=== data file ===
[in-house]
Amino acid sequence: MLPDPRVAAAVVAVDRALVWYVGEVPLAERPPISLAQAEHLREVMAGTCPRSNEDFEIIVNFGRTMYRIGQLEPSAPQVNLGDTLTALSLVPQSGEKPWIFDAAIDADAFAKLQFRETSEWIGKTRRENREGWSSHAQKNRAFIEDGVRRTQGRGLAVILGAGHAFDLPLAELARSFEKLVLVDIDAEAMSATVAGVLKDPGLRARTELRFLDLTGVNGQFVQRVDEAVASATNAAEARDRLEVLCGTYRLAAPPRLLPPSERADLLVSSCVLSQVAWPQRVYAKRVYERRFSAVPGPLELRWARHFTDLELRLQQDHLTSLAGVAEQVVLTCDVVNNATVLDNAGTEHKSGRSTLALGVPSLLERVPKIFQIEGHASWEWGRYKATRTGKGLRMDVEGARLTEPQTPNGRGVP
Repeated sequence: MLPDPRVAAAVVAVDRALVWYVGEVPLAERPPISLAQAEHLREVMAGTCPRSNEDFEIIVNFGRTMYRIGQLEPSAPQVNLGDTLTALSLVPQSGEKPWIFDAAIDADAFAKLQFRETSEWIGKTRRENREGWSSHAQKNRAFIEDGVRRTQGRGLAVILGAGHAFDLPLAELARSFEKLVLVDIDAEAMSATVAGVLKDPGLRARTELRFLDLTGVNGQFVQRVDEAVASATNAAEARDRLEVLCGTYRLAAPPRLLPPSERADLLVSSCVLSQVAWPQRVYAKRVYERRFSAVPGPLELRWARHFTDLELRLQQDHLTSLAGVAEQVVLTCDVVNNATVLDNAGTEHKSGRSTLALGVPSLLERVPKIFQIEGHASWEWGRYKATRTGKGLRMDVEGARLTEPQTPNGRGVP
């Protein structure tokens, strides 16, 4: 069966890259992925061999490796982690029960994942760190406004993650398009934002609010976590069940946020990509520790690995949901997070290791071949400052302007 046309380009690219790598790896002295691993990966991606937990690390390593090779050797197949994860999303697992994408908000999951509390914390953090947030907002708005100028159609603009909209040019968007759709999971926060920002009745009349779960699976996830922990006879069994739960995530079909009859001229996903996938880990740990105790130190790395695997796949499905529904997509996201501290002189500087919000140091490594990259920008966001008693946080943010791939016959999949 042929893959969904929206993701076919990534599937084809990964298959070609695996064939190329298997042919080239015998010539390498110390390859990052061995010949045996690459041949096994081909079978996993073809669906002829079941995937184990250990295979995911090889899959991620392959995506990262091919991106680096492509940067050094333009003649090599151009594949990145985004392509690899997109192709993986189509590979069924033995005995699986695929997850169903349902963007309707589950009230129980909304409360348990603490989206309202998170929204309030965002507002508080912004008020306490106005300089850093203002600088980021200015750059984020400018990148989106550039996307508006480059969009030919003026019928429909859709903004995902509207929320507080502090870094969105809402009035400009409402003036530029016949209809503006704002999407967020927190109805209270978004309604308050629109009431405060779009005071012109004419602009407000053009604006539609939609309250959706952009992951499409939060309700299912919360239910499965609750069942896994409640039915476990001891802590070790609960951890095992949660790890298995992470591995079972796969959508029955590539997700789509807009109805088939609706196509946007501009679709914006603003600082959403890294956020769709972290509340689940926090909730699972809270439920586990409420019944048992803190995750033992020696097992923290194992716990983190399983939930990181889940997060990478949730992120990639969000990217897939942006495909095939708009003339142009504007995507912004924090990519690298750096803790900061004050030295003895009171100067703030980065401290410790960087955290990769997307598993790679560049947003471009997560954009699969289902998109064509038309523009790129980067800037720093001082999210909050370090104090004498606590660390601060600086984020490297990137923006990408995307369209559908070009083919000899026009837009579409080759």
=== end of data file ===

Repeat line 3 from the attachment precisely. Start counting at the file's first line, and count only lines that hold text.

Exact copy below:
Repeated sequence: MLPDPRVAAAVVAVDRALVWYVGEVPLAERPPISLAQAEHLREVMAGTCPRSNEDFEIIVNFGRTMYRIGQLEPSAPQVNLGDTLTALSLVPQSGEKPWIFDAAIDADAFAKLQFRETSEWIGKTRRENREGWSSHAQKNRAFIEDGVRRTQGRGLAVILGAGHAFDLPLAELARSFEKLVLVDIDAEAMSATVAGVLKDPGLRARTELRFLDLTGVNGQFVQRVDEAVASATNAAEARDRLEVLCGTYRLAAPPRLLPPSERADLLVSSCVLSQVAWPQRVYAKRVYERRFSAVPGPLELRWARHFTDLELRLQQDHLTSLAGVAEQVVLTCDVVNNATVLDNAGTEHKSGRSTLALGVPSLLERVPKIFQIEGHASWEWGRYKATRTGKGLRMDVEGARLTEPQTPNGRGVP